Stories, everywhere. Ever since we are born, we are surrounded by them. They are stronger than facts and they shape the world, cause they shape the perception we have on it. They shape the perception we have on ourselves and on our road going forward. In a way, going forward always means going in circle, until we break it and we enter a new one,with a new story and a new pattern to brake.
In his book Outliers, Malcolm Gladwell repeatedly mentions a 10,000 hours rule, stating that practicing that amount of time would make one proficient in whatever activity one chooses to improve at. However, the original publishers of the article have made the point, after their study became famous due to Gladwell’s book, that the number and this point were only half the truth behind what the study really wanted to know. They then state the importance of deliberate practicing and training the right way.
„If you practice something for a few hundred hours, you will almost certainly see great improvement … but you have only scratched the surface.
You can keep going and going and going, getting better and better and better. How much you improve is up to you.” (Source)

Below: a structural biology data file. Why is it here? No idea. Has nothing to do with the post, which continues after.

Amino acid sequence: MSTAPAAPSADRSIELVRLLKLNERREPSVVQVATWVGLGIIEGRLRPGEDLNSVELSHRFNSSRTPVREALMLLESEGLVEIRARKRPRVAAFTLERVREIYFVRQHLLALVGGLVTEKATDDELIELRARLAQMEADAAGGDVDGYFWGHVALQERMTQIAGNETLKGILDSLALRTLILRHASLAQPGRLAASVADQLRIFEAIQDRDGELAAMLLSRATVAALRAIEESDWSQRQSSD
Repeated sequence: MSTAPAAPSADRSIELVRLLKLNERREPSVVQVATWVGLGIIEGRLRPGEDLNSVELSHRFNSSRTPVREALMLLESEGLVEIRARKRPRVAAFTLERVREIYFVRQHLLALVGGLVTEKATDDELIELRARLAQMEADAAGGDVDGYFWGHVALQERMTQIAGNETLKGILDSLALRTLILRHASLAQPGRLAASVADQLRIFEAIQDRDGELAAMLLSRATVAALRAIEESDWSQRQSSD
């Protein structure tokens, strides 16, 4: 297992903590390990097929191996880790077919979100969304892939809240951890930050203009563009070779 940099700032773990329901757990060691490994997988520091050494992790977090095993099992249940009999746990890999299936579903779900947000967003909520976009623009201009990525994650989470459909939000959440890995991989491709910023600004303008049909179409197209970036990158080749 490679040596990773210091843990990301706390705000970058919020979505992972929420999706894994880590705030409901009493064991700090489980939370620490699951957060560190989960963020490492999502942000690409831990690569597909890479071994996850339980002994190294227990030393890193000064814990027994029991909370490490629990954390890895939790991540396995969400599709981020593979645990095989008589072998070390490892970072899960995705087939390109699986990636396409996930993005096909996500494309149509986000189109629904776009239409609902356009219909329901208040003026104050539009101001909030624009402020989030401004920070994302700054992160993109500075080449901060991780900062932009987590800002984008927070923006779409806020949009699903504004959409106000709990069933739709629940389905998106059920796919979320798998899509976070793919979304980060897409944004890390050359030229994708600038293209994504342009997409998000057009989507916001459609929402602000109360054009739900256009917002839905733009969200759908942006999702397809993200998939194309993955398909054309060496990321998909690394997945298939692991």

So back to stories. This example I gave you before shows, on one hand, that Gladwell is a skilled storyteller – that is, if you ever came to doubt this, after reading his book or watching his TED talk. On the other hand, it also shows the importance of deliberate practice, with the focus on deliberate, which in this case means with a clear goal in mind.
Back to the story: this is, in my opinion, the point where the story you tell to yourself becomes more important. If you have a clear goal, your innate creativity will somehow help you break the habits and create new ones, the ones that will help you get the story further and match it to the one you have in your mind. This is not magic. I can search for facts to back this up, but you and me are both emotional beings and I choose not to do that now. Just let that sink and try using a story every time you want to communicate something.
Try that when talking to your boss about a raise. Try it when writing a speech. Try it every time you’d like to convey a message. Do it with purpose and back it up with work, hard work.
If I think about the days when I used to coach speakers for TedX Brasov, I remember every single one of them had a story to tell, but some where not that aware of what the story was. Through talking to them and getting to know them better, the story got out, shaped the speech and made itself clear for the audience as well.
This is the thing with stories: somehow, they are there all the time, it’s a matter of choice and deliberate search to get them out there.